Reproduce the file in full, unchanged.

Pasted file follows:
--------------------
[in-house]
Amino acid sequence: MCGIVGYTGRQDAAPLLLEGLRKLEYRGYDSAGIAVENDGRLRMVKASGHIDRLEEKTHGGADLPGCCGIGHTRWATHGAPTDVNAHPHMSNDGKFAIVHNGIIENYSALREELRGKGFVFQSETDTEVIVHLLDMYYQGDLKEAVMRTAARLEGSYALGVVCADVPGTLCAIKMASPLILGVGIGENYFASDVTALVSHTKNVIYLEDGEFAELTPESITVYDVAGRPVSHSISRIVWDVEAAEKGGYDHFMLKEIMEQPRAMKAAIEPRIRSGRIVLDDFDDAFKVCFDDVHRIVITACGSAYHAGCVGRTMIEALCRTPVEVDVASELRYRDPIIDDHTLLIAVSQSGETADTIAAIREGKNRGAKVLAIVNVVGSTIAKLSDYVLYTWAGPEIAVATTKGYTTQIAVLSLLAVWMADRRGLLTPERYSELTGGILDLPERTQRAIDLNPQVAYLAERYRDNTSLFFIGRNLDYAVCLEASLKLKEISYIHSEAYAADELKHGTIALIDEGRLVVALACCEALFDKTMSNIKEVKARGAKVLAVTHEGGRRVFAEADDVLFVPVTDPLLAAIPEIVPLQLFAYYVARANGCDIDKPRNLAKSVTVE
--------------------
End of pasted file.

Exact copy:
[in-house]
Amino acid sequence: MCGIVGYTGRQDAAPLLLEGLRKLEYRGYDSAGIAVENDGRLRMVKASGHIDRLEEKTHGGADLPGCCGIGHTRWATHGAPTDVNAHPHMSNDGKFAIVHNGIIENYSALREELRGKGFVFQSETDTEVIVHLLDMYYQGDLKEAVMRTAARLEGSYALGVVCADVPGTLCAIKMASPLILGVGIGENYFASDVTALVSHTKNVIYLEDGEFAELTPESITVYDVAGRPVSHSISRIVWDVEAAEKGGYDHFMLKEIMEQPRAMKAAIEPRIRSGRIVLDDFDDAFKVCFDDVHRIVITACGSAYHAGCVGRTMIEALCRTPVEVDVASELRYRDPIIDDHTLLIAVSQSGETADTIAAIREGKNRGAKVLAIVNVVGSTIAKLSDYVLYTWAGPEIAVATTKGYTTQIAVLSLLAVWMADRRGLLTPERYSELTGGILDLPERTQRAIDLNPQVAYLAERYRDNTSLFFIGRNLDYAVCLEASLKLKEISYIHSEAYAADELKHGTIALIDEGRLVVALACCEALFDKTMSNIKEVKARGAKVLAVTHEGGRRVFAEADDVLFVPVTDPLLAAIPEIVPLQLFAYYVARANGCDIDKPRNLAKSVTVE